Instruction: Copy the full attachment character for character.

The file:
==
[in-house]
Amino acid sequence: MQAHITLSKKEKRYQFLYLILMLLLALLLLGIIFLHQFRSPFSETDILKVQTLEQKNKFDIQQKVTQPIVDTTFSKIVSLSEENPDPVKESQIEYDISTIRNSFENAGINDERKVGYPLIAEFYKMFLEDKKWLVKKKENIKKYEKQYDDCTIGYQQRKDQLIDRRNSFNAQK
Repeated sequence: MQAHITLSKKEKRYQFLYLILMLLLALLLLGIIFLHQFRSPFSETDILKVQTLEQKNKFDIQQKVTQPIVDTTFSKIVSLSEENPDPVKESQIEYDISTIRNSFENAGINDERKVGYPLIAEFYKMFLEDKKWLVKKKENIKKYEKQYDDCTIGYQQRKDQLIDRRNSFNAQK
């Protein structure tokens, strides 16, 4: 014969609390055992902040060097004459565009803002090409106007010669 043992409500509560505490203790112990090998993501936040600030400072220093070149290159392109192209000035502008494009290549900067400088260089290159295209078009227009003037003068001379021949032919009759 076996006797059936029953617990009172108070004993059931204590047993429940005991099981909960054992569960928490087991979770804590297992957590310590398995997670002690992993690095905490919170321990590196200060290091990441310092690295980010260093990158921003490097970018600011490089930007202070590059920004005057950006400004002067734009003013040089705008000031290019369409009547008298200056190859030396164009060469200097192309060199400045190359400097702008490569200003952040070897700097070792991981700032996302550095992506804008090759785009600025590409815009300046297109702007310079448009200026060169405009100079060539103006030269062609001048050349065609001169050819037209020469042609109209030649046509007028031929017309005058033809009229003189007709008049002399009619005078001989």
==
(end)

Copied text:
[in-house]
Amino acid sequence: MQAHITLSKKEKRYQFLYLILMLLLALLLLGIIFLHQFRSPFSETDILKVQTLEQKNKFDIQQKVTQPIVDTTFSKIVSLSEENPDPVKESQIEYDISTIRNSFENAGINDERKVGYPLIAEFYKMFLEDKKWLVKKKENIKKYEKQYDDCTIGYQQRKDQLIDRRNSFNAQK
Repeated sequence: MQAHITLSKKEKRYQFLYLILMLLLALLLLGIIFLHQFRSPFSETDILKVQTLEQKNKFDIQQKVTQPIVDTTFSKIVSLSEENPDPVKESQIEYDISTIRNSFENAGINDERKVGYPLIAEFYKMFLEDKKWLVKKKENIKKYEKQYDDCTIGYQQRKDQLIDRRNSFNAQK
């Protein structure tokens, strides 16, 4: 014969609390055992902040060097004459565009803002090409106007010669 043992409500509560505490203790112990090998993501936040600030400072220093070149290159392109192209000035502008494009290549900067400088260089290159295209078009227009003037003068001379021949032919009759 076996006797059936029953617990009172108070004993059931204590047993429940005991099981909960054992569960928490087991979770804590297992957590310590398995997670002690992993690095905490919170321990590196200060290091990441310092690295980010260093990158921003490097970018600011490089930007202070590059920004005057950006400004002067734009003013040089705008000031290019369409009547008298200056190859030396164009060469200097192309060199400045190359400097702008490569200003952040070897700097070792991981700032996302550095992506804008090759785009600025590409815009300046297109702007310079448009200026060169405009100079060539103006030269062609001048050349065609001169050819037209020469042609109209030649046509007028031929017309005058033809009229003189007709008049002399009619005078001989």